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Since logical memory maps to the RAM (physical memory) it has be stored somewhere right and it will obviously take large bunch of memory of itself. Where is it stored?

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  • $\begingroup$ The question doesn't make sense unless "it" refers to something other than logical memory. Or you assume that physical memory stores something other than logical memory. $\endgroup$ – ratchet freak Jun 6 '17 at 9:54
  • $\begingroup$ Could this question be an English issue? Do you know what "logical" means? $\endgroup$ – scaaahu Jun 6 '17 at 9:58
  • $\begingroup$ Maybe you should look at: [Difference between physical/logical/virtual memory address ](stackoverflow.com/questions/15851225/…) $\endgroup$ – Phillip Williams Jun 7 '17 at 1:01
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I'm not sure what you mean by "logical memory"...

Memory is usually composed of physical memory and virtual memory. Physical memory is usually RAM, hard drives, solid-state drives, etc. It's the actual chips and stuff you plug into your computer (hence "physical").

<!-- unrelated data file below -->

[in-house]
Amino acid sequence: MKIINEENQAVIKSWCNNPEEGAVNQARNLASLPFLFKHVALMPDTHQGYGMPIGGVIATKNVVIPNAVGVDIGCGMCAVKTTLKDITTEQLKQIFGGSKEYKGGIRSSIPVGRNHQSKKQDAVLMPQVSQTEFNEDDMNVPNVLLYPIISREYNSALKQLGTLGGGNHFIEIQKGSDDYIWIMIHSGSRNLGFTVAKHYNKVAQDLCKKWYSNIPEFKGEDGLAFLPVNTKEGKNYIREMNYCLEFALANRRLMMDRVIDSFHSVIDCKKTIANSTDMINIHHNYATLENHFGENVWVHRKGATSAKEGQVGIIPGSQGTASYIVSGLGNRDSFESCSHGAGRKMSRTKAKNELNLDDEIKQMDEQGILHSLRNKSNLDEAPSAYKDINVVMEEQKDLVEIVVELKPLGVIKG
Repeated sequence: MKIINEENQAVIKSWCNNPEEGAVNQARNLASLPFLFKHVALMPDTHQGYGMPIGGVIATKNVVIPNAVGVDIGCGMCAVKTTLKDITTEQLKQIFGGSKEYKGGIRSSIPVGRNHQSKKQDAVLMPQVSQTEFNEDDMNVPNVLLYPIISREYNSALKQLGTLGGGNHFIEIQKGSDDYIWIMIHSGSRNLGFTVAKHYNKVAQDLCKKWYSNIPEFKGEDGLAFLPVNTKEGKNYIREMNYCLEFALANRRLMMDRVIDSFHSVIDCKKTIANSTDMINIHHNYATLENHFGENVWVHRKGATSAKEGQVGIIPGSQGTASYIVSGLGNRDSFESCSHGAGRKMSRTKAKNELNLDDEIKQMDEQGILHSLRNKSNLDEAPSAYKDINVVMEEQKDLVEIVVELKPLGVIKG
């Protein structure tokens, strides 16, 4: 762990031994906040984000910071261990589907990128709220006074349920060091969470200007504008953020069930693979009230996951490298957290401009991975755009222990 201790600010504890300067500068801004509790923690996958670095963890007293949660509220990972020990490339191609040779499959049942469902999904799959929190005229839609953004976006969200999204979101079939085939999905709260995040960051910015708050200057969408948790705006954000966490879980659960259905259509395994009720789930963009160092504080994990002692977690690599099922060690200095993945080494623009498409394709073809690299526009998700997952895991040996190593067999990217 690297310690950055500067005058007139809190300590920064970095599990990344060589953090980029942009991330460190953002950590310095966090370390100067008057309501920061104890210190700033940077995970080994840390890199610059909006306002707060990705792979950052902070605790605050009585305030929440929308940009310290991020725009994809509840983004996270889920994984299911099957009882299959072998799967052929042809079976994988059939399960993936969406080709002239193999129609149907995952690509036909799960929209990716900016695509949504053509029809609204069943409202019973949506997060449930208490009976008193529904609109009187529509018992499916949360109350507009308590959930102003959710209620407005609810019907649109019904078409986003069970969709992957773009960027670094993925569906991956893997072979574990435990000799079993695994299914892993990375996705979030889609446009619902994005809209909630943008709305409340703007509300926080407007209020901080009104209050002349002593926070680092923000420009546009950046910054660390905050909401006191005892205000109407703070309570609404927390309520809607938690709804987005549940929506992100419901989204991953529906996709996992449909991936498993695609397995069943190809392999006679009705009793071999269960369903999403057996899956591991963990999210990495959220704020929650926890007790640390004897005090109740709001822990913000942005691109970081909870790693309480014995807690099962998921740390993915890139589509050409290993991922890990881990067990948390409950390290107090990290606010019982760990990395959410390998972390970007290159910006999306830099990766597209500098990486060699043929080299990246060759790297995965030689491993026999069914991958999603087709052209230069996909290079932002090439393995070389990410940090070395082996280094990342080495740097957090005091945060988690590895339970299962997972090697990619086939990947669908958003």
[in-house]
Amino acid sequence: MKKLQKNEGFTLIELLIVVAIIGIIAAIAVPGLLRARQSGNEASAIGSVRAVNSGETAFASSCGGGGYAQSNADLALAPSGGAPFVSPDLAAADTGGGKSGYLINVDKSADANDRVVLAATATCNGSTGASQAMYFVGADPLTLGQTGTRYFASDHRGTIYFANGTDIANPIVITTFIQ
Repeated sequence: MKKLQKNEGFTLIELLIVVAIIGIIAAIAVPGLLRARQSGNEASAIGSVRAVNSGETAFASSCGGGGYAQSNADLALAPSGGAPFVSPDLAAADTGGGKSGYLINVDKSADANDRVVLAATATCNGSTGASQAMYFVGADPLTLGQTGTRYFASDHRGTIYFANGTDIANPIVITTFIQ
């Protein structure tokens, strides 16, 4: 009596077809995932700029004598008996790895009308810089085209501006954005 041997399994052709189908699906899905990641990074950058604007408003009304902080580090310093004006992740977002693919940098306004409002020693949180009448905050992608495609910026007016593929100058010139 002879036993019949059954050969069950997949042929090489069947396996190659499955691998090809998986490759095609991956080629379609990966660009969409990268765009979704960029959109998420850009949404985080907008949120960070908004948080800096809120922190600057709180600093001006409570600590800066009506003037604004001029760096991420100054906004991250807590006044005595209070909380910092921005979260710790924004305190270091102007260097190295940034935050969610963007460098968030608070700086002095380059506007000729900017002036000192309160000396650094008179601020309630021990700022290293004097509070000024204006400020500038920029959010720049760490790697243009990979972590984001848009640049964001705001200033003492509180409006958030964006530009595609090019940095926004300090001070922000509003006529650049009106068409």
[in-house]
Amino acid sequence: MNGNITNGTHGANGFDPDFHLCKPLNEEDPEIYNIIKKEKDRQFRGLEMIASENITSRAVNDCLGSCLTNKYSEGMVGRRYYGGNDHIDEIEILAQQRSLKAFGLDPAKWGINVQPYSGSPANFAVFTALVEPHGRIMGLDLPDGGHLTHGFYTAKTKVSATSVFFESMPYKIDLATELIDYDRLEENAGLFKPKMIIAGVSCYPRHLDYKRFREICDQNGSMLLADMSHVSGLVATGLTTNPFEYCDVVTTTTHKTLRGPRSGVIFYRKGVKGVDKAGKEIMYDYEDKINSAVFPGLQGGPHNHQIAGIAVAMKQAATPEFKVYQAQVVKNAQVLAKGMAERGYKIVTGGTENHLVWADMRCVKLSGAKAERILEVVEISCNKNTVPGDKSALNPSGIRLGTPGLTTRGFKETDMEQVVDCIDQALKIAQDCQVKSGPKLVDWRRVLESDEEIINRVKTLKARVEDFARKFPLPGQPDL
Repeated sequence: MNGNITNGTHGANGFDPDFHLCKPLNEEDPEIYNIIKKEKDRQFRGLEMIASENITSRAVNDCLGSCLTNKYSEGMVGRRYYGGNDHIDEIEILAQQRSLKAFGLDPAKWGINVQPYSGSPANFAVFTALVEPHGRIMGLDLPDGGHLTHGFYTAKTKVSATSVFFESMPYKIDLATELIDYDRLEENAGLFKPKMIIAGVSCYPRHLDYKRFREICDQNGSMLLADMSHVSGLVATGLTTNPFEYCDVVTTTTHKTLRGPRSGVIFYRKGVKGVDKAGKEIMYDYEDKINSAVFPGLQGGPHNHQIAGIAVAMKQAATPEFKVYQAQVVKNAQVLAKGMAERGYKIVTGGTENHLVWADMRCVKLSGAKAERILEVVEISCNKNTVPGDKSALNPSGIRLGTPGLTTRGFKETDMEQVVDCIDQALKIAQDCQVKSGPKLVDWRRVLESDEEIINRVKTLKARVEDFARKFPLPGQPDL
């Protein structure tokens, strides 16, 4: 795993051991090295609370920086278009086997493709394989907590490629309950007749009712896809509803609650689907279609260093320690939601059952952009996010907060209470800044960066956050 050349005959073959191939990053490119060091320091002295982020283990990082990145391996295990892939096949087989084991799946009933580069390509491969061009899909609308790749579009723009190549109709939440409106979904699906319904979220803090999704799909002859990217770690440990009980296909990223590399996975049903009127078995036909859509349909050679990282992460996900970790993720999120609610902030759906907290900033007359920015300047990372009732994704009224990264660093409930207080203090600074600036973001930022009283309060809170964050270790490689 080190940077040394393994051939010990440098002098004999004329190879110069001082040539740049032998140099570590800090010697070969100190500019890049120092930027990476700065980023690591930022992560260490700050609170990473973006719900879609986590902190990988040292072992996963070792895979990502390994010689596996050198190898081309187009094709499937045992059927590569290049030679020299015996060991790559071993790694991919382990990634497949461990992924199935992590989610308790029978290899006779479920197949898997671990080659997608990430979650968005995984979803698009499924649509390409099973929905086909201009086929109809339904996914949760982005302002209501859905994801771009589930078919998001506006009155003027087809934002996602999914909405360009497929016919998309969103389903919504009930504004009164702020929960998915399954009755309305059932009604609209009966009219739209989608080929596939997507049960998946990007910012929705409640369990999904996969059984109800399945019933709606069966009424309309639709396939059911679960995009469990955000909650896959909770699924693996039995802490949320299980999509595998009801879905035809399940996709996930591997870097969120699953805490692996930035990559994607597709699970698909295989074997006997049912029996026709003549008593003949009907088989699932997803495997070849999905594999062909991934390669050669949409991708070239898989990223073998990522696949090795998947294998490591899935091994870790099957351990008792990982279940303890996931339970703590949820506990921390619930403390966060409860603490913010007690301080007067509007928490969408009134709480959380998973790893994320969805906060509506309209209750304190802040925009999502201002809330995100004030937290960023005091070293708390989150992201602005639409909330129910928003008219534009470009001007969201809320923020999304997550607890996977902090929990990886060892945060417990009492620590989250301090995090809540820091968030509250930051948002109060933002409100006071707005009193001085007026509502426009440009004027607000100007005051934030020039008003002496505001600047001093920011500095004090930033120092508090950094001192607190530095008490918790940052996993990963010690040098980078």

However, it would be impractical if a larger scale OS is trying to run various applications at once and we only use this memory in a sequential manner, right? That's where virtual memory and virtual mapping comes into play. It's a matter of optimization used by the OS to improve performance.

"It" isn't exactly "stored" anywhere.

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Logical memory is stored in physical memory, and in various places on your hard drive. The usual places are a swap file (stores data from logical memory that has been modified but not used for a while), and memory mapped files. For example, software playing an 8 GB video file may "memory map" that file, which means the logical memory is increased by 8 GB, and those 8 GB are stored in the video file.

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